A Gorgeous 1936 Art Deco Style Home in Tucson, Arizona
by Val Wilson
Welcome to Stars of the Southwest, in which Phoenix native Val takes us on a rolling, rollicking tour of the area’s most striking historical homes for sale.
Sleek and Unique! 1936 Art Deco Style Home in Tucson, Arizona! Be the envy on the block with this fabulous 2 bedroom, 1 bathroom desert home, with attached 1 bedroom guest house. This house boasts “retro chic” around every corner with its steel casement windows, upturned sconces, and an old style milk man’s drop off box, not to mention the glass block entry from the curb. Entertain your guests on the large back patio and viewing deck, located on the roof!
1215 N Tucson Blvd Tucson, AZ 85716
3 beds, 2 baths, 1,145 sq. ft.
Asking price: $254,900
See the listing on Zillow, here.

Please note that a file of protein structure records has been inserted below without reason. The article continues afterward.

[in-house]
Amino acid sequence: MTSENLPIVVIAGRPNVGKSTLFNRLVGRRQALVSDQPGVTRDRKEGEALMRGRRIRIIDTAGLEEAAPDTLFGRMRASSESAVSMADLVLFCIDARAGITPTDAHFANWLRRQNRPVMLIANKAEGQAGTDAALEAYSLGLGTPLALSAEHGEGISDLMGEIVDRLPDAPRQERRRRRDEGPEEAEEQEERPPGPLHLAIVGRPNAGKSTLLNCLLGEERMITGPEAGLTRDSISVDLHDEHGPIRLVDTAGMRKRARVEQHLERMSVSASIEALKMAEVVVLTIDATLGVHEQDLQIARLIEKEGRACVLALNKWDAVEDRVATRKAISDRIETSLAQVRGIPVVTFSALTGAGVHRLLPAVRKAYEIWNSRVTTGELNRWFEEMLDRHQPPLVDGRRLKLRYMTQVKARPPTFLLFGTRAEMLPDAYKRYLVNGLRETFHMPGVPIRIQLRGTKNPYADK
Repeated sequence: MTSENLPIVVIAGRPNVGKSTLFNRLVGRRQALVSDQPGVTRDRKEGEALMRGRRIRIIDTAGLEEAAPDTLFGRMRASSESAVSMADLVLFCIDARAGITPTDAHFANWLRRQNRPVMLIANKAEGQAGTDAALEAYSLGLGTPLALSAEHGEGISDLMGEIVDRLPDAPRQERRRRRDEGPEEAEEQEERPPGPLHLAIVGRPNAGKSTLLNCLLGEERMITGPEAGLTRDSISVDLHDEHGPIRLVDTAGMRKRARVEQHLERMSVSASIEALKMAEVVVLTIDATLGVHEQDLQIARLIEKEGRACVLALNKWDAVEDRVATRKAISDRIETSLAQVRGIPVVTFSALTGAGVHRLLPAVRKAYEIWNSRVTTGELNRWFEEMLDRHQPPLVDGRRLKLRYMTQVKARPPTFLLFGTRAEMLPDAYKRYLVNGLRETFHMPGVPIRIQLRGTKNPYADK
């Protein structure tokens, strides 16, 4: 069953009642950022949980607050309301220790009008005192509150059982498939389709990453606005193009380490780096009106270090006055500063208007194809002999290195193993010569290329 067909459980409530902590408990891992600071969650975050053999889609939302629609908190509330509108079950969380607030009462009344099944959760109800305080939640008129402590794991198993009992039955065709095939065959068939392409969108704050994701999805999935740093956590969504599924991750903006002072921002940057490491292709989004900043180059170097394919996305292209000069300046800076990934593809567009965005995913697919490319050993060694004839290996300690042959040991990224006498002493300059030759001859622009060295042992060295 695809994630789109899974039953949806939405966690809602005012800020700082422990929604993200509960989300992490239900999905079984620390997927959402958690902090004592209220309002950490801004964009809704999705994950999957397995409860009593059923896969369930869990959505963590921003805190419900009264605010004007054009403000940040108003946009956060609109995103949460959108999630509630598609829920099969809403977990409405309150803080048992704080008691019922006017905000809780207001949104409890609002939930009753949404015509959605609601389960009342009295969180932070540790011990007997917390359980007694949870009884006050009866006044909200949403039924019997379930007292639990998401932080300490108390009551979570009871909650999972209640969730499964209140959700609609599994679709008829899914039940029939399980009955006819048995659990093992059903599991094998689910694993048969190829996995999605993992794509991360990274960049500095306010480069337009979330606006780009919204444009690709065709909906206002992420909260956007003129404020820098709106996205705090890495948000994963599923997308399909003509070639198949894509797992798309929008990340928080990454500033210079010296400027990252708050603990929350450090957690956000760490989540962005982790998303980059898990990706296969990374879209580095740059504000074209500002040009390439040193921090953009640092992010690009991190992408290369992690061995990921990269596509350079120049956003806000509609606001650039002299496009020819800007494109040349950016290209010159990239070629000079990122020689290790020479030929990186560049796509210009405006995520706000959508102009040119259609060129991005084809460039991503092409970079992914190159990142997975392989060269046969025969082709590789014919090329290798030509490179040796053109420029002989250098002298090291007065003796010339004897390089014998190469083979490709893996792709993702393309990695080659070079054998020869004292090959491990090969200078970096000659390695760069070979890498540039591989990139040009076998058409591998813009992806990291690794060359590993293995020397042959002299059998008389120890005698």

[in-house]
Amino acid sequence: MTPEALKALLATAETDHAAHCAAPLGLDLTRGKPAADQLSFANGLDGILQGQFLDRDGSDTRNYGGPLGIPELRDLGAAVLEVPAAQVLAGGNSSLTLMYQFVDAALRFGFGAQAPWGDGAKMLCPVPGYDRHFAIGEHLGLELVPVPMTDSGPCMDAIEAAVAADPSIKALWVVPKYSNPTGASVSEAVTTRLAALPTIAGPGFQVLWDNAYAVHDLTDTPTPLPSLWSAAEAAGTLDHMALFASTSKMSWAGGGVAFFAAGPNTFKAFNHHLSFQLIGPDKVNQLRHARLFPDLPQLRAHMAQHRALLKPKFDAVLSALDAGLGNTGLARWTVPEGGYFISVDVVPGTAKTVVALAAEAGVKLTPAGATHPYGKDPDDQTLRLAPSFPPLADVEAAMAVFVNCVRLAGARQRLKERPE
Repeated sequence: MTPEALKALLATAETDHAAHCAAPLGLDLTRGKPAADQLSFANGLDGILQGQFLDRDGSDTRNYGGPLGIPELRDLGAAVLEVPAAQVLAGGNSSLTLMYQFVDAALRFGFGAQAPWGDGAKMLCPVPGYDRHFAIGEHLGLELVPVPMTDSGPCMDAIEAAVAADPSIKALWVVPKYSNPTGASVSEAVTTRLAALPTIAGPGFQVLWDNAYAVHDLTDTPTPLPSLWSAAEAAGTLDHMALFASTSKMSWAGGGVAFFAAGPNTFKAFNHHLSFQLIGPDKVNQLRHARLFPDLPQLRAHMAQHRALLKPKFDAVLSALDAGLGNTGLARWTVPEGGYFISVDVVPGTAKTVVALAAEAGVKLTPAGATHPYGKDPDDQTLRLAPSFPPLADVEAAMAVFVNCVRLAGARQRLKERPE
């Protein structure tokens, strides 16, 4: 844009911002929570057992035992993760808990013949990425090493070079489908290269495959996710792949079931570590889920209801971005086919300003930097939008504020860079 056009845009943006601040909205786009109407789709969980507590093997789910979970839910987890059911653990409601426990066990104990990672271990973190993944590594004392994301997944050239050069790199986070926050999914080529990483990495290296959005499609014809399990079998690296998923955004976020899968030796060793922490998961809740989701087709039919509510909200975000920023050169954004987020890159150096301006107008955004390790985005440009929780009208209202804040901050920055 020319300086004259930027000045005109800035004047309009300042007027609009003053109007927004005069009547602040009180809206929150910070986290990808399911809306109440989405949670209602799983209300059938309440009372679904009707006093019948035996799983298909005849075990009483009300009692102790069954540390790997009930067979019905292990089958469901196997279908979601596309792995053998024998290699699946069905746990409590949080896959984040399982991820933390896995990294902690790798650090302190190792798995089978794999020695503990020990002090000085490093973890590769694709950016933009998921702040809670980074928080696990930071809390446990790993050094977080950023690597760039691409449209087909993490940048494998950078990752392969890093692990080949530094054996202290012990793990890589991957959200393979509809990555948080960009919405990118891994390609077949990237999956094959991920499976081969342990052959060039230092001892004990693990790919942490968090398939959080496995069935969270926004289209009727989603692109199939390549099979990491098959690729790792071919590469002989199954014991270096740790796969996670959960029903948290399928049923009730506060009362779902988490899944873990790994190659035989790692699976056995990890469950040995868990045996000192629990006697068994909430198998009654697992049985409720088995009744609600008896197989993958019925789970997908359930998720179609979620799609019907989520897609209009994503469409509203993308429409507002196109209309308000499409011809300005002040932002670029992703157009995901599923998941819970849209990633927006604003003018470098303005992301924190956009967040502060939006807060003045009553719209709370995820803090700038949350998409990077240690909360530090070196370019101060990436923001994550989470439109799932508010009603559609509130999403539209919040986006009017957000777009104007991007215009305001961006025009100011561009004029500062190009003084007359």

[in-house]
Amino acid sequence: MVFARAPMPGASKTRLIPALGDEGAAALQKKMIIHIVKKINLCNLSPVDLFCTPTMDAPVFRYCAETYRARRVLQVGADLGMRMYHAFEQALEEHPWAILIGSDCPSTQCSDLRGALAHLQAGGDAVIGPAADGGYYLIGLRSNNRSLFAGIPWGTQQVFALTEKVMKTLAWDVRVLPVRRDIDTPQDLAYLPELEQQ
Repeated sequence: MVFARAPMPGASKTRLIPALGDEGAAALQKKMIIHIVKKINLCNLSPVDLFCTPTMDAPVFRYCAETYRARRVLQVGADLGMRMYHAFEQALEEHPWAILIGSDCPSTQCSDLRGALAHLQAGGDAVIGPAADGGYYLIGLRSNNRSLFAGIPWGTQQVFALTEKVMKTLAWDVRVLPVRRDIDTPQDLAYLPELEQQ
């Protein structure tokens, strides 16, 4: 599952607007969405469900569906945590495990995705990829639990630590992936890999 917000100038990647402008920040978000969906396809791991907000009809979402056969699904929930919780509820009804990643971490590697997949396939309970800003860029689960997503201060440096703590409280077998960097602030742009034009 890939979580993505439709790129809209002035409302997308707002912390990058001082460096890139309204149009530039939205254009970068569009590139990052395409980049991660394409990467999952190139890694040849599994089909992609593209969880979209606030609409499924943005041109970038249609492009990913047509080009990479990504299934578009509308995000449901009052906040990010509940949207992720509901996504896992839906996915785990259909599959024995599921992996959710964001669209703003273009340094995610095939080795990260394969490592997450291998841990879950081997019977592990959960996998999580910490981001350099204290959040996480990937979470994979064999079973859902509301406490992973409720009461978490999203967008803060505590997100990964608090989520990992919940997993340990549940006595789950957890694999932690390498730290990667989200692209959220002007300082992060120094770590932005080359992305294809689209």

AUTHOR VAL WILSON
Val Wilson was born and raised in Phoenix, Arizona, and just never left! The sunsets and southwestern flavor of the territory have always been a place she calls home. Her love for old houses blossomed when she started exploring the many rustic ghost towns of Arizona in high school. The structures and homes left behind by former pioneers, miners, and ranchers ignited a passion to preserve such places so their story, and the people who lived there, live on in our histories.
Val has a Masters in Elementary Education, and is a teacher of the gifted. In her spare time, she is the chairman of her town’s art commission, a committee dedicated to the revitalization and preservation of the structures and community systems within the town boundaries. Her town is a former 1955 retirement community, which fuels her love for mid-century recipes that she displays on her blog Mid-Century Chef.
She is also treasurer of the Pioneers’ Cemetery Association (PCA), which researches, investigates, and preserves artifacts, documents, and pioneer cemeteries of territorial Phoenix. She is often found at their headquarters, historic Smurthwaite, which is a 1897 shingle style house built by one of Phoenix’s pioneers, James Creighton. It is also one of the few remaining nineteenth century buildings in Phoenix.